March was a busy month in the blockchain and cryptocurrency space for the Wyoming state government. The legislature passed, and the governor signed, five bills that many in the industry view as favorable to blockchain and cryptocurrency businesses. While the bills provide some beneficial clarity in this space and may attract businesses to the state, the scope and effect of some of the bills is limited. Accordingly, it is important that industry participants fully understand what the new Wyoming laws address, and, perhaps more importantly, what they do not.
Please see our latest thinking here for a full discussion of Wyoming’s new blockchain and cryptocurrency legislation.
By Jim Bulling and Felix Charlesworth
On 16 April 2018, representatives from the Australian Securities and Investments Commission (ASIC), Australian Transaction Reports and Analysis Centre (AUSTRAC) and the Australian Tax Office (ATO) convened in Melbourne and delivered presentations outlining their regulatory views on Initial Coin Offerings (ICOs) and blockchain technology in general.
The Bank of England, the UK’s central bank, is undertaking a Proof of Concept (PoC) to understand how a renewed Real Time Gross Settlement (RTGS) service could be capable of supporting settlement in systems operating on innovative payment technologies, such as those built on Distributed Ledger Technology (DLT). It is hoped that the service will deliver a stronger, more resilient, flexible and innovative sterling settlement system for the United Kingdom to respond to the changing payments landscape. The RTGS blueprint, published in May 2017, stated that the renewed service will offer a diverse and flexible range of settlement models, to enable existing and emerging payment infrastructures to access central bank money.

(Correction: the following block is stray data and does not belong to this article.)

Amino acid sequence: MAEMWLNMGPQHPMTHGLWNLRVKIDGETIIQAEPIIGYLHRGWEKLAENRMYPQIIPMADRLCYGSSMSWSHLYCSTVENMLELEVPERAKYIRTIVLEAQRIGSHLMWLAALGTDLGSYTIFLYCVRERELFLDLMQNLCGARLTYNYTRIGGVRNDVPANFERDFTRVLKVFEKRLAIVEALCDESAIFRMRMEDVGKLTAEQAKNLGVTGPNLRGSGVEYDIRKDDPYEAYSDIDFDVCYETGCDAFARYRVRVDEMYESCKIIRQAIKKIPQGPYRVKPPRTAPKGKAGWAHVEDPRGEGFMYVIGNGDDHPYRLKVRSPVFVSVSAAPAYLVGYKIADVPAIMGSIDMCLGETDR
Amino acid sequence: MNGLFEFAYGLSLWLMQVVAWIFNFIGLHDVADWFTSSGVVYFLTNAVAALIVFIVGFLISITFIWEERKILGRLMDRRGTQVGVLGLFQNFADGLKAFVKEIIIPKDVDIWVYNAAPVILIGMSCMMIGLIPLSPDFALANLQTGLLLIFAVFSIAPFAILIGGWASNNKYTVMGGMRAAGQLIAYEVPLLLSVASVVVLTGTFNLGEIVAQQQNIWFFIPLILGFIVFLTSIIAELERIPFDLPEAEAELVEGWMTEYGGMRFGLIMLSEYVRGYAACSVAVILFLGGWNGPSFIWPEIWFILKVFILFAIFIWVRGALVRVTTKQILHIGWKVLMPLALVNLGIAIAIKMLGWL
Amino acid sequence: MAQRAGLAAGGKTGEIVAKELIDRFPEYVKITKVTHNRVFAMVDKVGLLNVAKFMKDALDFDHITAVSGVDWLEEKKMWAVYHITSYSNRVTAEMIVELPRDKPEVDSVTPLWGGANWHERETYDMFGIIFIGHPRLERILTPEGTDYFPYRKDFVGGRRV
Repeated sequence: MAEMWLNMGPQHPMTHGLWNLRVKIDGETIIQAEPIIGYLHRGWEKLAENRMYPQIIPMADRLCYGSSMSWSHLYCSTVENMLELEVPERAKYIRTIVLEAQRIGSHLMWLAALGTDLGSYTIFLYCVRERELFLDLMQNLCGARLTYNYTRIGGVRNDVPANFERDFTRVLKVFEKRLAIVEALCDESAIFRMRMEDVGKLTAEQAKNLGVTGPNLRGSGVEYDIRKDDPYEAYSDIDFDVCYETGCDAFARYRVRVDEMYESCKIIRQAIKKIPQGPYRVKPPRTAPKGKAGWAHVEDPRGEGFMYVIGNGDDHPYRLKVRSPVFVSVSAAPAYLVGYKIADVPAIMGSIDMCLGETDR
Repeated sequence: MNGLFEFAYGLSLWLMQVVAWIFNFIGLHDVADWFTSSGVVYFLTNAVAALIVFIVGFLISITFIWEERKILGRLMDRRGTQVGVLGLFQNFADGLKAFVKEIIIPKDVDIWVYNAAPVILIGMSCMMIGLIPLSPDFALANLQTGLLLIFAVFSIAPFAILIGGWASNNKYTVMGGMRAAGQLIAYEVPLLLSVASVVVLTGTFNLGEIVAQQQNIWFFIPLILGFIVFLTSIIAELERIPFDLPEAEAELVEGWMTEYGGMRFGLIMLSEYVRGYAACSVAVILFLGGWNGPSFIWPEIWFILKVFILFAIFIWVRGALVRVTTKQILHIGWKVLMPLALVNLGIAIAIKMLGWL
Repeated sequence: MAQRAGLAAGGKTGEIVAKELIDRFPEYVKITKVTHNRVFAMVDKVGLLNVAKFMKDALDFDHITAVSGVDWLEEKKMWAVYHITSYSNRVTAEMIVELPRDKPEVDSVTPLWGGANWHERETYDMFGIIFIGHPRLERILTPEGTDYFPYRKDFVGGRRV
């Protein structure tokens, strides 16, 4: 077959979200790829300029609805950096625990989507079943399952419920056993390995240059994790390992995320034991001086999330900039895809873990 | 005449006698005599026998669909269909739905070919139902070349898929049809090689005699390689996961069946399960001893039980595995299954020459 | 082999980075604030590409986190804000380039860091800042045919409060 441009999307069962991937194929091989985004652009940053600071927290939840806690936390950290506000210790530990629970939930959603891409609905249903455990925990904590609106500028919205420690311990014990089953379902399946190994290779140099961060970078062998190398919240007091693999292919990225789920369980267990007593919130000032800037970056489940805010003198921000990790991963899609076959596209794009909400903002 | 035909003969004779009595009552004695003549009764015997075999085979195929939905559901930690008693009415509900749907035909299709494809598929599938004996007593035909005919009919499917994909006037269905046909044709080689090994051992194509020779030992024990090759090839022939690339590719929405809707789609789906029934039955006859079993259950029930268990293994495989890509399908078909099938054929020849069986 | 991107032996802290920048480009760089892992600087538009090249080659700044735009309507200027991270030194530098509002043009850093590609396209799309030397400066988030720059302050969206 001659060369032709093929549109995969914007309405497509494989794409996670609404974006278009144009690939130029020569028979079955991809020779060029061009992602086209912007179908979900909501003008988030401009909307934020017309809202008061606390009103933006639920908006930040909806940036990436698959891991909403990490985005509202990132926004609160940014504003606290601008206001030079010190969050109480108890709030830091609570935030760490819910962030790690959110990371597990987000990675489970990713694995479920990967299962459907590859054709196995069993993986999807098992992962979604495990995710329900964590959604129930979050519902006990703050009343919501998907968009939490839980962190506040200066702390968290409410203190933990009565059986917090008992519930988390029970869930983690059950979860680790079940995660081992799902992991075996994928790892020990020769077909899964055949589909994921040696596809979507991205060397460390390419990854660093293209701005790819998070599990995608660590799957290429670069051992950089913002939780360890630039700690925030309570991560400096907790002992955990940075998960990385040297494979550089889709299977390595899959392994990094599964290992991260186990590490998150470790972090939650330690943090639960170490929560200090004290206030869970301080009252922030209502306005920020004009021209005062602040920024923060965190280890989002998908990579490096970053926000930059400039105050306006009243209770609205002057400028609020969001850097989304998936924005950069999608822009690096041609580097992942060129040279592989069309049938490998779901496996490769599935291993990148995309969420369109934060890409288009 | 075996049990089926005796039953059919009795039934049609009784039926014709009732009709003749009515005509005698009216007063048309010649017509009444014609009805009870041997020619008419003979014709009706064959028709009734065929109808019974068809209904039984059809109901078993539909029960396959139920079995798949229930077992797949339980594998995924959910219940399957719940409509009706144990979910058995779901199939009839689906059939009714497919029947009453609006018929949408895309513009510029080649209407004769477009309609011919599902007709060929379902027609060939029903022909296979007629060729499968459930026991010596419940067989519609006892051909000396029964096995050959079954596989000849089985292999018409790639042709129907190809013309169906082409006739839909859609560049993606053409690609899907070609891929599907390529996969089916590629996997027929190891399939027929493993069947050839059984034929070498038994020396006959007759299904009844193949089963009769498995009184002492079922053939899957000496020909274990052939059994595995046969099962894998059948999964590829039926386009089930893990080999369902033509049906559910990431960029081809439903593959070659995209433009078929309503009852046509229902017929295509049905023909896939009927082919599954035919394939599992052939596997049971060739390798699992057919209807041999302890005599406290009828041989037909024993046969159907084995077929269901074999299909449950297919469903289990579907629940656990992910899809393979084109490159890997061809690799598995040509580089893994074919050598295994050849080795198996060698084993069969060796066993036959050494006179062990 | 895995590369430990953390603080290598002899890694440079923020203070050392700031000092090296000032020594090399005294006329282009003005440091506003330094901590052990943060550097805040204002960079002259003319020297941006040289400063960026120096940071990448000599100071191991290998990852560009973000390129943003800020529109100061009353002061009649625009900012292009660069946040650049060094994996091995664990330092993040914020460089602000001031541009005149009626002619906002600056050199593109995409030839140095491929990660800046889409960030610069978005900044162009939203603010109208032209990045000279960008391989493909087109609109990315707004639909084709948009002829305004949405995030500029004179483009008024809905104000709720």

By Cameron Abbott and Sarah Goegan
Technology company IOT Group announced this week that it has signed an Australian first energy and blockchain deal. In the agreement with Hunter Energy, IOT Blockchain will build a blockchain centre at the Redbank coal-fired power station in the Hunter Valley, two hours north of Sydney.
The Australian Government has recently decided to regulate Digital Currency Exchange (DCE) providers, as they have inherent money-laundering and terrorism financing risks stemming from their high degree of anonymity and ease of cross-border transactions. As part of this regulation, DCE providers must provide regular reports to the Australian Transaction Reports and Analysis Centre (AUSTRAC). These reports must include, if known, the social media identifiers, unique device identifiers and digital wallet addresses of the relevant customer.
Many digital currencies operate on public blockchains that contain records of all transactions ever made, which is essential to their transaction validation and anti-tampering features. This public nature enables every client on the blockchain network to verify that any currency used in relation to a transaction actually exists, by looking through the transaction history of a particular digital wallet address. As such, being able to link digital wallet addresses to particular individuals will, over time, give AUSTRAC the power to trace suspicious transactions up the chain back to an individual. It may also be possible for the Australian Taxation Office to use this information in the future to ensure that individuals correctly report any capital gains resulting from the trading of digital currency for taxation purposes.